As a prospective buyer if you are trying to make a decision on whether or not to purchase an existing business, then performing the proper due diligence on a business is key to making sure that you have sufficient information to make the right decision. The term “due diligence” encompasses the various forms of informational searches conducted by the buyer, lawyers and other professional advisors. Information uncovered through due diligence can give the buyer a better picture of the assets and liabilities of the business that they are purchasing, including those not previously disclosed by the seller. Forewarned is forearmed as the saying goes. Armed with more detailed information about the business, the buyer is in a better position to decide whether or not it wishes to go through with the transaction, and is in a far stronger position to negotiate the various terms of purchase, including the purchase price.
We have prepared a list of due diligence searches that we commonly conduct for clients who are acquiring a business. This is by no means an exhaustive list, and the types of recommended due diligence searches can vary depending on the nature of the business and how the business has been set up. In addition, some types of due diligence searches will require that you obtain the written consent of the vendor in order to conduct the searches.
- Corporate Registry and records – If you are purchasing a business that is owned by a corporation, you will want to review their corporate records to confirm:
- That the company was validly incorporated;
- Who the directors and shareholders of the company are and that the parties you are negotiation with have the requisite authority to sell the business;
- That the company has the ability to validly transfer the business assets to you as the purchaser; and
- The company has not been dissolved or is at risk of dissolution.
- Employment Standards and WorkSafeBC – If the business has employees, you will want to conduct searches for:
- employment standards compliance records with Employment Standards Branch (“ESB”) to determine whether the company owes any unpaid wages, vacation pay, or termination pay; and
- workers compensation records (WorkSafeBC) to ensure that the company is registered with WorkSafeBC and that there are no outstanding assessments, penalties or orders against the company.
- Court searches – You may want to conduct court registry searches of the business and its owners to uncover any actual or pending litigation that the company or its owners is involved in. Court documents filed in the course of litigation are, in most cases, publicly accessible and can help the buyer assess the value and extent of any claims for and against the business or its owners.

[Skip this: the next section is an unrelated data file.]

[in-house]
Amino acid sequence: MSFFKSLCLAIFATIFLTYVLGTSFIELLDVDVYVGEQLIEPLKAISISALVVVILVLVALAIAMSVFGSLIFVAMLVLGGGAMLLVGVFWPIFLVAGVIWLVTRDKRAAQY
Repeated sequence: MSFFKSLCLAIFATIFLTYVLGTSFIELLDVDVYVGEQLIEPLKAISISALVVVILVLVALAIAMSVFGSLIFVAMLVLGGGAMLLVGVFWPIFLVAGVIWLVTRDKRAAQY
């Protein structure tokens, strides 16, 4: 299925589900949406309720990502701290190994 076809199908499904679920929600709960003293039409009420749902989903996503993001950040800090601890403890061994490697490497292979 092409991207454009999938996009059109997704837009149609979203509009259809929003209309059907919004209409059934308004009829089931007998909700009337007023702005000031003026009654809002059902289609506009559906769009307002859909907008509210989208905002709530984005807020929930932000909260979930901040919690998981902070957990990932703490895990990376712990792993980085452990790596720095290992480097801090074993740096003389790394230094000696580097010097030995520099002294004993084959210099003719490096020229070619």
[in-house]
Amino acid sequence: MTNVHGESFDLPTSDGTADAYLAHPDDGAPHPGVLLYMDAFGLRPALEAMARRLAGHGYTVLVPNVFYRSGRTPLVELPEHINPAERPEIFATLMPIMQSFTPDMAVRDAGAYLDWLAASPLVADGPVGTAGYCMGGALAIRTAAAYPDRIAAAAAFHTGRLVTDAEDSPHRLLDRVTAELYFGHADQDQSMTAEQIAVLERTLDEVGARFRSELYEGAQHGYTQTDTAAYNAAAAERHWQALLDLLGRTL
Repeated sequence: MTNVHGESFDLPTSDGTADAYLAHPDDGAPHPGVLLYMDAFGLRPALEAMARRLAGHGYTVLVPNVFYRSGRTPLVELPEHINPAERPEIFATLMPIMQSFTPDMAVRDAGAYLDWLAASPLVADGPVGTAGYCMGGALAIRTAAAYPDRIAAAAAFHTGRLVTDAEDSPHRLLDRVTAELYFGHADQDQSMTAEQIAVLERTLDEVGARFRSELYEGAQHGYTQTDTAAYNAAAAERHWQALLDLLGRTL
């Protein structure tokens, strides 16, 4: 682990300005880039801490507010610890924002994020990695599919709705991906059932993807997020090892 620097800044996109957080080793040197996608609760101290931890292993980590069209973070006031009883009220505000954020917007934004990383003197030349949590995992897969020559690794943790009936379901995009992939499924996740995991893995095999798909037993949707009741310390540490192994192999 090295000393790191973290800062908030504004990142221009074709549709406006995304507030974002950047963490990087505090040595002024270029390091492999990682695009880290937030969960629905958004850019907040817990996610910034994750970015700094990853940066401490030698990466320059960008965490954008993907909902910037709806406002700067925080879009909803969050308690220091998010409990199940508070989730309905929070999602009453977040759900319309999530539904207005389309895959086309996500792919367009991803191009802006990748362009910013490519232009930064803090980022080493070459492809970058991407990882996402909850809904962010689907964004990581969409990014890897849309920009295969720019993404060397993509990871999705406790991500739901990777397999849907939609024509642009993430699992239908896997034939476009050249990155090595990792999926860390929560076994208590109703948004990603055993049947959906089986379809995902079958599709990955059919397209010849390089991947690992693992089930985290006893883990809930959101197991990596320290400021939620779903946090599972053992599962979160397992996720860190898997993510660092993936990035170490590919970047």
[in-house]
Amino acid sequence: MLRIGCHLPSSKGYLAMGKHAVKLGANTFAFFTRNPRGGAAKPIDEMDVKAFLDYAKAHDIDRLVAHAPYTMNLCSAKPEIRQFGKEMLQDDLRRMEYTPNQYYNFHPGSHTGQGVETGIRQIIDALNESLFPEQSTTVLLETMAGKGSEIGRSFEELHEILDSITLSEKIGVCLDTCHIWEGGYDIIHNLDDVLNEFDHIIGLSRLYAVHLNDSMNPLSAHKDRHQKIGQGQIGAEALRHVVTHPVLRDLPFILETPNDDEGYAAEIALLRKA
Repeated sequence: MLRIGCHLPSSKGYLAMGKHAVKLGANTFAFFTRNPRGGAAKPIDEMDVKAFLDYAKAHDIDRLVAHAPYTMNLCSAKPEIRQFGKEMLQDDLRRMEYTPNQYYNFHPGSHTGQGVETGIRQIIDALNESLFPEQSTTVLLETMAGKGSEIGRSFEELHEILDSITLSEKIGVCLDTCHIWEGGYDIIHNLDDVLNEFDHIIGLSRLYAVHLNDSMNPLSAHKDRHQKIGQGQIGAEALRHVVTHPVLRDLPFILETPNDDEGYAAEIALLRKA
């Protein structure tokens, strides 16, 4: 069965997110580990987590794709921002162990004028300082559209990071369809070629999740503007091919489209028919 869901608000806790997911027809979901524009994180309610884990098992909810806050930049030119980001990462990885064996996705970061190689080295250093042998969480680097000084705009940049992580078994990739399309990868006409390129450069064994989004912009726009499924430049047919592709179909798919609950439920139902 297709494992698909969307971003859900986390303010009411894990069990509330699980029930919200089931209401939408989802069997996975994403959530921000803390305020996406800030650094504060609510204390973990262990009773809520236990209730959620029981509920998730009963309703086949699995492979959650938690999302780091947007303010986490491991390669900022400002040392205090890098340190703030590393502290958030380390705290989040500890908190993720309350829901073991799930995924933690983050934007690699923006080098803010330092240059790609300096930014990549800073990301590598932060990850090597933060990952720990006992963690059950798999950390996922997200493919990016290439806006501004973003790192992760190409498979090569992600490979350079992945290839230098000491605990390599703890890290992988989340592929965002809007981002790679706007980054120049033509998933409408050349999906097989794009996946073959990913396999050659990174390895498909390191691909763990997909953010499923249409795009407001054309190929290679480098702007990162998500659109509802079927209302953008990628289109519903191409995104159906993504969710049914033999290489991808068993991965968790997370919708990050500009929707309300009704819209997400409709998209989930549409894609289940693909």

- Tax compliance – You should also turn your mind to whether the company is current with its tax filings and whether there are any amounts owing to CRA. Some types of searches that may be conducted are:
- Source deductions searches to confirm that the company has been withholding or deducting portions of salaries, wages, and other remuneration paid to officers, directors, or employees;
- Corporate tax searches on the company to confirm that the company has been filing its income tax returns on time and that it has paid its assessed taxes;
- Excise tax compliance searches to confirm that the company has been collecting and remitting GST/HST and that no excise taxes are outstanding; and
- Provincial Sales Tax searches to confirm that the company has been collecting and remitting PST and that no PST is outstanding.
- Personal Property Securities Act registry – Searches of the company and its owners on the Personal Property Securities Act registry will help to uncover security interests, liens, and other encumbrances that may be registered against the personal property of the company, which provides information on the business’ liabilities.
- Land Titles Records searches. If the target business is the registered owner of land, you will want to conduct land title office searches to confirm:
- The registered owners of a particular parcel of land and the manner in which ownership is registered, if the property has multiple registered owners; and
- any notes, legal notations, encumbrances or other charges on title to the land which may restrict or benefit the owner of the land.
While you can expect that there will be some upfront cost to conducting due diligence searches, the information you collect may be invaluable. By conducting thorough due diligence searches of the business, you may uncover information and potential liabilities that can be used when negotiating the purchase price or terms of the purchase – or, more importantly, may assist you in avoiding unexpected liabilities that would otherwise not be revealed until after the transaction is completed.
For assistance with a business acquisition transaction or any other business law matter, please contact any member of our Business Law Group.
| Albert Chiu
Lawyer | Business Law
This article is intended to be an overview of the law and is for informational purposes only. Readers are cautioned that this article does not constitute legal or professional advice and should not be relied on as such. Rather, readers should obtain specific legal advice in relation to the issues they are facing.